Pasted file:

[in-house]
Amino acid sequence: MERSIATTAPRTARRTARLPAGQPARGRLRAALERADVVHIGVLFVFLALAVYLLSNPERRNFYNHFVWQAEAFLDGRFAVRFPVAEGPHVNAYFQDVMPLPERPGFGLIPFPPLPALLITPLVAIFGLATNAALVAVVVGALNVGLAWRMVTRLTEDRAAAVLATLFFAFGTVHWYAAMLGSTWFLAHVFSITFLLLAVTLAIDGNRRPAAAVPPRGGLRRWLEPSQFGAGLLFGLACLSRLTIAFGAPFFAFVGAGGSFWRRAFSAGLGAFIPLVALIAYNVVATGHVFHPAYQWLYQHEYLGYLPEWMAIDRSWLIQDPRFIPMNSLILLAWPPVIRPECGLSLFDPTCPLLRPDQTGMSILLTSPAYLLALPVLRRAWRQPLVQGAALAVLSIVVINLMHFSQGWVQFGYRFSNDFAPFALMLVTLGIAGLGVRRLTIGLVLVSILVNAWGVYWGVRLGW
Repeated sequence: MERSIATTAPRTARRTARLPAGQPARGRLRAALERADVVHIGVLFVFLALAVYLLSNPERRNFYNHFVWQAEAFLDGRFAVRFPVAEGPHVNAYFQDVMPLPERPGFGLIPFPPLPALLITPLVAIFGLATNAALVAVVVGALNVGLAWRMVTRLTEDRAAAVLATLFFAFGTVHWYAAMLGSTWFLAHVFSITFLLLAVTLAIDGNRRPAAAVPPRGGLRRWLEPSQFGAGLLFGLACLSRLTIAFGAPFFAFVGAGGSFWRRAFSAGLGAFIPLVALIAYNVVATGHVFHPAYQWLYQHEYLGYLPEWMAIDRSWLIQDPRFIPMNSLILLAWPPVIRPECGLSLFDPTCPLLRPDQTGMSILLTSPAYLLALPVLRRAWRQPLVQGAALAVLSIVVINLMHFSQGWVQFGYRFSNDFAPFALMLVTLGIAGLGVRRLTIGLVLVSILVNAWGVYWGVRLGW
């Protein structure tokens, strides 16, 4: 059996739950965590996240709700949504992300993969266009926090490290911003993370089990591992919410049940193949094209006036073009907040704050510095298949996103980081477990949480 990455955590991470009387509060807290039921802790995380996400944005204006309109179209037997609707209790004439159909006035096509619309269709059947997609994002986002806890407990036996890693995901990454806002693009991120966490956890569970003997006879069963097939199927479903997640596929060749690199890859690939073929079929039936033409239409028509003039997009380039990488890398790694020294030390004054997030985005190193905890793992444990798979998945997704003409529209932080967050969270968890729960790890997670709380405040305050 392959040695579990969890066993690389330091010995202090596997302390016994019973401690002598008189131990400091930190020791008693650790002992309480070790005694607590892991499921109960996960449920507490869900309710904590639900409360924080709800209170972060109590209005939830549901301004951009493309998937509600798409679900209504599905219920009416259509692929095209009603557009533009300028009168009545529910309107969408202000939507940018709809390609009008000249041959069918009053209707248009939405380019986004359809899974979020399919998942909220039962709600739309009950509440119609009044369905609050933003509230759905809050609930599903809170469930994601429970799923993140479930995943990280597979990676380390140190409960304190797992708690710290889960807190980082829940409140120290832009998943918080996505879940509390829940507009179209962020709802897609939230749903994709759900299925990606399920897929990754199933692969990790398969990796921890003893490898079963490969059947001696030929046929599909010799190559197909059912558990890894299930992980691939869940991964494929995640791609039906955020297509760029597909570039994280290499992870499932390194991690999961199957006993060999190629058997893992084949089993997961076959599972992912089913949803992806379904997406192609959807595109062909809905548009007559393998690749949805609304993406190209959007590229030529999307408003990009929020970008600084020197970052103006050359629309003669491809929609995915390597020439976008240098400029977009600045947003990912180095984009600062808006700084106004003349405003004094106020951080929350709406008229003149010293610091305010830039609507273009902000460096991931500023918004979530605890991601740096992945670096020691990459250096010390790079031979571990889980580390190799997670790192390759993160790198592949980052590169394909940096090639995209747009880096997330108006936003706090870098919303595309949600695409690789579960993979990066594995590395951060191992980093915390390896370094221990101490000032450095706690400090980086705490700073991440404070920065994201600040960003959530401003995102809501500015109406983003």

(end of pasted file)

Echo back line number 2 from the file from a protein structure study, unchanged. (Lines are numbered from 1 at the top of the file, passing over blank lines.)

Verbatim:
Amino acid sequence: MERSIATTAPRTARRTARLPAGQPARGRLRAALERADVVHIGVLFVFLALAVYLLSNPERRNFYNHFVWQAEAFLDGRFAVRFPVAEGPHVNAYFQDVMPLPERPGFGLIPFPPLPALLITPLVAIFGLATNAALVAVVVGALNVGLAWRMVTRLTEDRAAAVLATLFFAFGTVHWYAAMLGSTWFLAHVFSITFLLLAVTLAIDGNRRPAAAVPPRGGLRRWLEPSQFGAGLLFGLACLSRLTIAFGAPFFAFVGAGGSFWRRAFSAGLGAFIPLVALIAYNVVATGHVFHPAYQWLYQHEYLGYLPEWMAIDRSWLIQDPRFIPMNSLILLAWPPVIRPECGLSLFDPTCPLLRPDQTGMSILLTSPAYLLALPVLRRAWRQPLVQGAALAVLSIVVINLMHFSQGWVQFGYRFSNDFAPFALMLVTLGIAGLGVRRLTIGLVLVSILVNAWGVYWGVRLGW